Normal Heart Physiology

On returning to the heart blood collects in the atria. At the end of systole (ventricular contraction) the pressure in the ventricles falls below that in the atria allowing the tricuspid and mitral valves to open and blood to flow from the atria to ventricles.  Towards the end of this filling phase (called diastole), the atria contract expelling the last remnants of the blood in them to the ventricles. This sequential contraction (atria first then ventricles) is controlled by the cardiac pacemaker, called the sinus node, which is situated high up in the right atrium. It initiates an electrical impulse which triggers atrial contraction; the impulse then traverses to the ventricles through the atrio-ventricular node where it is delayed for a short time, before flowing down the bundles of His to the ventricular myocardium initiating contraction of the ventricles from the bottom upwards. Normal cardiac rhythm is called sinus rhythm.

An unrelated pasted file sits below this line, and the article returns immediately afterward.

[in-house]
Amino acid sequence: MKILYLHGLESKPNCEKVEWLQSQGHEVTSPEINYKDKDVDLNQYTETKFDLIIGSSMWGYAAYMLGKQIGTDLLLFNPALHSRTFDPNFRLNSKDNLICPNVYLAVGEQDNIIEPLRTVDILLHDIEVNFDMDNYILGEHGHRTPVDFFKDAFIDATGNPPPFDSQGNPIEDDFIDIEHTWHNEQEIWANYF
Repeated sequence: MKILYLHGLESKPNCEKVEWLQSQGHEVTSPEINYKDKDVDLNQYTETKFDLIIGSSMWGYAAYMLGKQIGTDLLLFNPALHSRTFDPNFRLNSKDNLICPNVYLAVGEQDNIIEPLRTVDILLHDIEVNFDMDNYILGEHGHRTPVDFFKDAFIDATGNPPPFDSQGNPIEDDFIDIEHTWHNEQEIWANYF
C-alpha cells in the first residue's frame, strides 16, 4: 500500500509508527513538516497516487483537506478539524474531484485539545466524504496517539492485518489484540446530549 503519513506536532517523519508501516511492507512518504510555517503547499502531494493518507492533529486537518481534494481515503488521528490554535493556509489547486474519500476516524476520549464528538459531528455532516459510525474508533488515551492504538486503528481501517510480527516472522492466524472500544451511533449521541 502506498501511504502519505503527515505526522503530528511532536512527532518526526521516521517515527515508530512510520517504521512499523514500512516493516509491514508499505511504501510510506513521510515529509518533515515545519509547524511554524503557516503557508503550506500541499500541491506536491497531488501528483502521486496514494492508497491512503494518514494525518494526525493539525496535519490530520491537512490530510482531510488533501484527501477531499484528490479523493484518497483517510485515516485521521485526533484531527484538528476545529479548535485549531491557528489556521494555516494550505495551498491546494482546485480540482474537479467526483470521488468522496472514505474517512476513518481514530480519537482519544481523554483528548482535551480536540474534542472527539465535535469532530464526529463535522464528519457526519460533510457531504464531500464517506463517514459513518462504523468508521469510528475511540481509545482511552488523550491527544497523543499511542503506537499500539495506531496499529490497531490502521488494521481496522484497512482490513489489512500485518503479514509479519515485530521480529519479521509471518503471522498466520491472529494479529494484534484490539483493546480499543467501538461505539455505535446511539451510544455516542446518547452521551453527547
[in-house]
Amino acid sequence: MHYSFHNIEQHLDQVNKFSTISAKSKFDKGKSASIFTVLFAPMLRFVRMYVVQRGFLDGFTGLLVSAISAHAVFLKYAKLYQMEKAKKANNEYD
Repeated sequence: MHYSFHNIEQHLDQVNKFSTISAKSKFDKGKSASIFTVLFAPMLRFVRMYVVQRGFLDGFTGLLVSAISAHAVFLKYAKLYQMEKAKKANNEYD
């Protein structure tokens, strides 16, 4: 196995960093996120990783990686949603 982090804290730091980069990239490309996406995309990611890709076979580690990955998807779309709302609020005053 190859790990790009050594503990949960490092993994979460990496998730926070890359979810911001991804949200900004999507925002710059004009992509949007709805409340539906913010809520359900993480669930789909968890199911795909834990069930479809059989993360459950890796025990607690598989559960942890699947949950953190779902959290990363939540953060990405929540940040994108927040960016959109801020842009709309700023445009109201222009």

The left ventricle is the main pumping chamber providing sufficient contractile force to expel blood round the body through the arteries. This is called the systemic circulation and is characterised by a mean blood pressure of more than 100mmHg. The blood pressure (BP) is usually measured by auscultation with a stethoscope and recorded as systolic/ diastolic rather than mean. A blood pressure range of  85-150mmHg systolic and 60-90 mmHg diastolic would be expected in a normal person. Low BP or hypotension is commonly defined as a systolic pressure of less than 100mmHg; high blood pressure used to be defined as greater than 150/90 but now is considered to be anything above 130/80 in certain disease states like diabetes.

The right ventricle is the pumping chamber which delivers blood to the lungs through the pulmonary artery and its tributaries, and is called the pulmonary circulation. This is a low pressure system characterised by a pressure of 15-28/5-14mmHg on average.